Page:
Last updated on January 6th, 2023 at 02:49 pm
Germany has one of the highest regulated drinking water systems. Then WTF so many Germans buy bottled water each year as if their tap water secretes devil’s piss?
One of my biggest shocks, when I moved to Germany back in 2010, was Germany’s love for bottled water.
Although German tap water is ranked among the safest and best tasting in Europe, it’s common to see local families carrying packages of bottles of water out of the supermarkets all the time.
The acceptance of bottled water to so skin deep in German culture, that if you dare request ‘Leitungswasser bitte‘ at a restaurant, you’re guaranteed to get some serious side eyes from people around you.
Why is bottled water consumption a big problem?
Here are some of Germany’s bottled water consumption related statistics:
- In 2019, Germany was the second-largest consumer of bottled water per capita in the EU with 168 litres consumed per person. Italy takes the top spot. WTF, Italy???
- On average, each German consumes 210 single-use plastic bottles per year.
- According to the Deutsche Umwelthilfe (German Environmental Aid), around 2 million disposable plastic bottles are consumed every hour. That is more than 47 million per day, 17.4 billion plastic bottles per year. This amounts to 470,000 tonnes of waste.
- Germany is one of the top 10 nations leading the per capita CO2 emissions.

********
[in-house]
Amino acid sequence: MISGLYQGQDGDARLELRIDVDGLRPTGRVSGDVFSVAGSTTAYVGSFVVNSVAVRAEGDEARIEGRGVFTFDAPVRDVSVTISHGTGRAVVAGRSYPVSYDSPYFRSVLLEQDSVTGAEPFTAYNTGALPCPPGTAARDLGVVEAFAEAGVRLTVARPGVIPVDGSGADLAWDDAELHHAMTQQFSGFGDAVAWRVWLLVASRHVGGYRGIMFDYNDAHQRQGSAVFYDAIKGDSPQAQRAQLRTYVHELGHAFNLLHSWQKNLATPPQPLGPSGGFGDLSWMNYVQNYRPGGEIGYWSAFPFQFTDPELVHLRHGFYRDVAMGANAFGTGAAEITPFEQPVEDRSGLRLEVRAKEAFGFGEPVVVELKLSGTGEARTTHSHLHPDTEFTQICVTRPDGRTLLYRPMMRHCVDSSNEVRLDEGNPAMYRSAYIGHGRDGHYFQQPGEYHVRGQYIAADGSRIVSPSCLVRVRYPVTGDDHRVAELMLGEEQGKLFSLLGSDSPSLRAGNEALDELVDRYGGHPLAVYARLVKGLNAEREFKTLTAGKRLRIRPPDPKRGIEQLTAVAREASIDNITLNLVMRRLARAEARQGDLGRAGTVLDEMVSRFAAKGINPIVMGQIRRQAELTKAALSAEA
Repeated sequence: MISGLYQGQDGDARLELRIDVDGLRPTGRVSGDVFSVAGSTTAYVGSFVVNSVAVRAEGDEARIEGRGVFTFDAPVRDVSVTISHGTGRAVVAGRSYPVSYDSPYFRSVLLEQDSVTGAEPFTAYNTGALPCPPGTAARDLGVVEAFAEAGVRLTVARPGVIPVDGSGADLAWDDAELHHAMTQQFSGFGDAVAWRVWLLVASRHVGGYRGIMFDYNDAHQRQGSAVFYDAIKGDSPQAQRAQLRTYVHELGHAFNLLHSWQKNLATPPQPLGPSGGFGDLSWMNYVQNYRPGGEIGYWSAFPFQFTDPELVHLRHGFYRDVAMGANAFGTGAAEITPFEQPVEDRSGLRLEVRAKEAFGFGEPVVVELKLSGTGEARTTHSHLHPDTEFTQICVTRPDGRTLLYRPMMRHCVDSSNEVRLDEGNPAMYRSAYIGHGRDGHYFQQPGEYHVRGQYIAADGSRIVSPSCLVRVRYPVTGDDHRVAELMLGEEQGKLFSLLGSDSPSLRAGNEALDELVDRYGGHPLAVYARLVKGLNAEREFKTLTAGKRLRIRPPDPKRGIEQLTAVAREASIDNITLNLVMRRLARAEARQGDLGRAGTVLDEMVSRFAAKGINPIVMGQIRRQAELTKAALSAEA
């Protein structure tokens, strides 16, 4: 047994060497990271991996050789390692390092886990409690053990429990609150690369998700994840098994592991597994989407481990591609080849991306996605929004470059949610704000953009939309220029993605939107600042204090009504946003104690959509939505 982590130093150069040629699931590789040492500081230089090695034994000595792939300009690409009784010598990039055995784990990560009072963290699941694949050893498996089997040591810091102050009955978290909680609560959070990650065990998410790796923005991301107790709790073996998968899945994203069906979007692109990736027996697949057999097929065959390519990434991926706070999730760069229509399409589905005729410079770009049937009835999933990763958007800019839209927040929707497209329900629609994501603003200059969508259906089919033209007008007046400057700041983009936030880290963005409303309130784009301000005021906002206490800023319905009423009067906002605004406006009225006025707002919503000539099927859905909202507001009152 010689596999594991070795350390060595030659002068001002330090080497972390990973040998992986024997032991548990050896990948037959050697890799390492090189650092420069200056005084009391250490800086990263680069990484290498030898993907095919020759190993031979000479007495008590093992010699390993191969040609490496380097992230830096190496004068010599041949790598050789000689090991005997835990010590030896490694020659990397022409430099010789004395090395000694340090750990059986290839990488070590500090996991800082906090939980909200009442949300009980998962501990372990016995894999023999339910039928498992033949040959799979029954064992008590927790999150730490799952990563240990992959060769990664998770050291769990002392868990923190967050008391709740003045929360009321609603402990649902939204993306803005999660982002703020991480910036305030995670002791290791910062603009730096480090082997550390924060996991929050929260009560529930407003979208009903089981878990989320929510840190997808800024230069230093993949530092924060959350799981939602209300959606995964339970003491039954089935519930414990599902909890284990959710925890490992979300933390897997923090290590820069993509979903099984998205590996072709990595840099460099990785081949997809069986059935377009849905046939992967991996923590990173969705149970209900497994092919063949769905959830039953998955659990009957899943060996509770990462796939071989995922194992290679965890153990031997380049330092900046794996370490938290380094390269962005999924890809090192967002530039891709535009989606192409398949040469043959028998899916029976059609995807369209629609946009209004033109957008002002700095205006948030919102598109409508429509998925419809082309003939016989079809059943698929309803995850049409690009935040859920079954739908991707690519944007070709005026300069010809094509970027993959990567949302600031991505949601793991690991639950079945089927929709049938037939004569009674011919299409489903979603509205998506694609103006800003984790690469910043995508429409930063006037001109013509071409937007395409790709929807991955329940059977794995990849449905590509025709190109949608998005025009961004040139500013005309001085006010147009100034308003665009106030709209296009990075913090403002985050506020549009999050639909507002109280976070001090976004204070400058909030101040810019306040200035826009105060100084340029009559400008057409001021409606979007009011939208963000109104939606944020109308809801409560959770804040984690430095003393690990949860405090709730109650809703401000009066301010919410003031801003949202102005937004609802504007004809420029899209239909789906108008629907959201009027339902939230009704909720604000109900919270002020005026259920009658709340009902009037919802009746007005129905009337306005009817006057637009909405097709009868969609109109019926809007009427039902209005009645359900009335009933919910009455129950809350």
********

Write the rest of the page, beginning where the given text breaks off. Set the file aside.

Then why do Germans drink packaged water instead of the perfectly safe to consume tap water?
Why isn’t there a green tax on bottled water in Germany?
Whatever happened to the good old German values of sustainability and environmentally friendliness?
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What do Germans say about bottled water?
Some Germans say it’s because of the minerals you get from bottled water, others say that it simply tastes better.
Let’s review some of the most common justifications for this odd consumption pattern in Germany and why they’re basically bullshit.
Myth 1: Tap water contains pollutants
German drinking water is among the best in the world. The legal requirements in Germany for drinking water quality are actually stricter than those for mineral water.
Chlorination of drinking water is very rare in Germany. Even if it is used, it is in very small quantities.
Drinking water in Germany is subjected to daily quality checks.
In Berlin, for example, water samples are taken and tested on a regular basis at 104 extraction points all over the city. Furthermore, its chemical composition is also checked on a daily basis.